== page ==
It seemed to the Ombudsman that the licensee was effectively arguing that information of a confidential commercial nature that came into existence before the official information legislation applied to the facility owner, should be entitled to special protection in the event that a request under LGOIMA was later made for the information. The Ombudsman therefore considered precisely what effect LGOIMA had on the facility owner and other ‘council controlled organisations’ when the Act was applied to them from 15 December 2001. It seemed clear that if Parliament had intended that any special protection was to be available in the case of such organisations, whether for their previous or their future transactions or for information then held by them or coming into existence later, it could be expected to have included saving or transitional provisions to that effect. However, the Ombudsman noted that no saving or transitional provisions were included, either in 2001 or again in December 2002 when the present section 74(1) of the Local Government Act 2002 was enacted.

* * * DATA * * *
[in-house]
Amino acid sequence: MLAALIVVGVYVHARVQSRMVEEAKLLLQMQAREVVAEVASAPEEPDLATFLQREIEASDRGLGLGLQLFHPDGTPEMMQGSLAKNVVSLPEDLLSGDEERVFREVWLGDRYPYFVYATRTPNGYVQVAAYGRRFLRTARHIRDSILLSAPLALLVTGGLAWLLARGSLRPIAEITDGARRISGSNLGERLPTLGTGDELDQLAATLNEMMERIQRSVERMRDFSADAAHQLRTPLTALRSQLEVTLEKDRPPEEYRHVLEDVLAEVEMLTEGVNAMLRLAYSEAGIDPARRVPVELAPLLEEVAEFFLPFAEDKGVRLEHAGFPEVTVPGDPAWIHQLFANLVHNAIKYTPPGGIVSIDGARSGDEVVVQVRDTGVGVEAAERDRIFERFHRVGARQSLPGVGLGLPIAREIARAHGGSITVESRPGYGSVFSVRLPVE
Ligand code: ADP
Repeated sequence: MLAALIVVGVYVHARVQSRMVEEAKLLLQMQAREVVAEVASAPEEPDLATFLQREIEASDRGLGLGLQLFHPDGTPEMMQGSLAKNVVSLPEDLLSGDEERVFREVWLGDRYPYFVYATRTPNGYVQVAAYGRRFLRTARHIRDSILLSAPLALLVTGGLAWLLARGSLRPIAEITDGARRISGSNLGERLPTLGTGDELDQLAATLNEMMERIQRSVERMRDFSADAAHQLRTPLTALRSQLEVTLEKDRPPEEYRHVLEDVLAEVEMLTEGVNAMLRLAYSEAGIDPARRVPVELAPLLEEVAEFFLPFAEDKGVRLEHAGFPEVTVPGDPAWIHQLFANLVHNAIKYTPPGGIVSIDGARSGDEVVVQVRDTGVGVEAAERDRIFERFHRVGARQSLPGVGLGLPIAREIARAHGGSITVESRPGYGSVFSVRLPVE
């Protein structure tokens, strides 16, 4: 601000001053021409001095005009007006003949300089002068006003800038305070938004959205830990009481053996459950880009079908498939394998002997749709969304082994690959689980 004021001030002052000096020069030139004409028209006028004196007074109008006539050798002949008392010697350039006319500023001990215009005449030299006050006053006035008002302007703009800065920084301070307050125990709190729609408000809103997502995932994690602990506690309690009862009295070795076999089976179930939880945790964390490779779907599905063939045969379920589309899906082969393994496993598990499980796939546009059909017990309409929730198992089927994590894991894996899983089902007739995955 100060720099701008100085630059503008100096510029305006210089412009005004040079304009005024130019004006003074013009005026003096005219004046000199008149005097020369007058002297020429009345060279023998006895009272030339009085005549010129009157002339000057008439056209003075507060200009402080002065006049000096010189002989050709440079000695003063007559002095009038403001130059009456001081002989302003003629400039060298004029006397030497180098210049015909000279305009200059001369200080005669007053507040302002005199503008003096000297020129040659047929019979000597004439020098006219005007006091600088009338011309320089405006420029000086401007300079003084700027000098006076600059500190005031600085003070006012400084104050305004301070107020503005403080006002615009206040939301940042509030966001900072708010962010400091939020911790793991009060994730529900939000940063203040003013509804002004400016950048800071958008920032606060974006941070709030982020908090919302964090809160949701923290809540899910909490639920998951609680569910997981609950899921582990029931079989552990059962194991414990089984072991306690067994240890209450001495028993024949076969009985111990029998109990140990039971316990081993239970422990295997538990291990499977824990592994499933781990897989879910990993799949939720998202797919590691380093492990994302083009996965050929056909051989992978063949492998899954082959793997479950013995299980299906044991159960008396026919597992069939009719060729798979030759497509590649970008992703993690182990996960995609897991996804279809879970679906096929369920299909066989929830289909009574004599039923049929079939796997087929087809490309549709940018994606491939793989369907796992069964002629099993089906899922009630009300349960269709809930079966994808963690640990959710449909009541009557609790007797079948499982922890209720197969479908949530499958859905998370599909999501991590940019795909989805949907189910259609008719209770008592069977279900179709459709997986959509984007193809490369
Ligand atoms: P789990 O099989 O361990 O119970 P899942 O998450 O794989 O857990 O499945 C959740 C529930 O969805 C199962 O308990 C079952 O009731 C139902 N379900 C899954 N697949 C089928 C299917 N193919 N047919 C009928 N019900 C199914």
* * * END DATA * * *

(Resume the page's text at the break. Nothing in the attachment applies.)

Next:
Further, given that the complainant had refined his request, to exclude the financial figures disclosing the licence fee, the Ombudsman was not convinced that release of the remaining information would unreasonably prejudice the commercial position of the licensee.

The Ombudsman also identified a strong public interest in making information available about:

  • the extent to which public transport facilities, supported wholly or in part by public funds, are either available for use by transport operators or subject to restrictions on their availability; and